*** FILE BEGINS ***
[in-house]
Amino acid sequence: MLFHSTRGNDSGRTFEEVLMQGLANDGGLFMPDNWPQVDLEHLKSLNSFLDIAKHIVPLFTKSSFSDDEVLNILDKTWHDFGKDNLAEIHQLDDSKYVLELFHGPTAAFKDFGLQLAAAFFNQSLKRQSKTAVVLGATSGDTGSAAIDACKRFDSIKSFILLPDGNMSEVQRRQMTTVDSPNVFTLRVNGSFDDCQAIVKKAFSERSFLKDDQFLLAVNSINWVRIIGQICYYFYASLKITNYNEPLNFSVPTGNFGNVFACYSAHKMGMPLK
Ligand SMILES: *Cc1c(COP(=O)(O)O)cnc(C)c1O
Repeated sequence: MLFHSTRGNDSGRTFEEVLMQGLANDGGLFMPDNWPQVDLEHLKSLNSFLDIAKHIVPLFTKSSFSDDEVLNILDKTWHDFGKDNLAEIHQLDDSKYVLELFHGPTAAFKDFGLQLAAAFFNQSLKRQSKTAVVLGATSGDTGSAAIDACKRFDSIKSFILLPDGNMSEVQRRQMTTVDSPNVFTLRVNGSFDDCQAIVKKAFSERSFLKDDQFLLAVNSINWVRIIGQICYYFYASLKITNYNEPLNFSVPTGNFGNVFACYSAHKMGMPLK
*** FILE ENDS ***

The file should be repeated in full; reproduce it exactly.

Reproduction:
[in-house]
Amino acid sequence: MLFHSTRGNDSGRTFEEVLMQGLANDGGLFMPDNWPQVDLEHLKSLNSFLDIAKHIVPLFTKSSFSDDEVLNILDKTWHDFGKDNLAEIHQLDDSKYVLELFHGPTAAFKDFGLQLAAAFFNQSLKRQSKTAVVLGATSGDTGSAAIDACKRFDSIKSFILLPDGNMSEVQRRQMTTVDSPNVFTLRVNGSFDDCQAIVKKAFSERSFLKDDQFLLAVNSINWVRIIGQICYYFYASLKITNYNEPLNFSVPTGNFGNVFACYSAHKMGMPLK
Ligand SMILES: *Cc1c(COP(=O)(O)O)cnc(C)c1O
Repeated sequence: MLFHSTRGNDSGRTFEEVLMQGLANDGGLFMPDNWPQVDLEHLKSLNSFLDIAKHIVPLFTKSSFSDDEVLNILDKTWHDFGKDNLAEIHQLDDSKYVLELFHGPTAAFKDFGLQLAAAFFNQSLKRQSKTAVVLGATSGDTGSAAIDACKRFDSIKSFILLPDGNMSEVQRRQMTTVDSPNVFTLRVNGSFDDCQAIVKKAFSERSFLKDDQFLLAVNSINWVRIIGQICYYFYASLKITNYNEPLNFSVPTGNFGNVFACYSAHKMGMPLK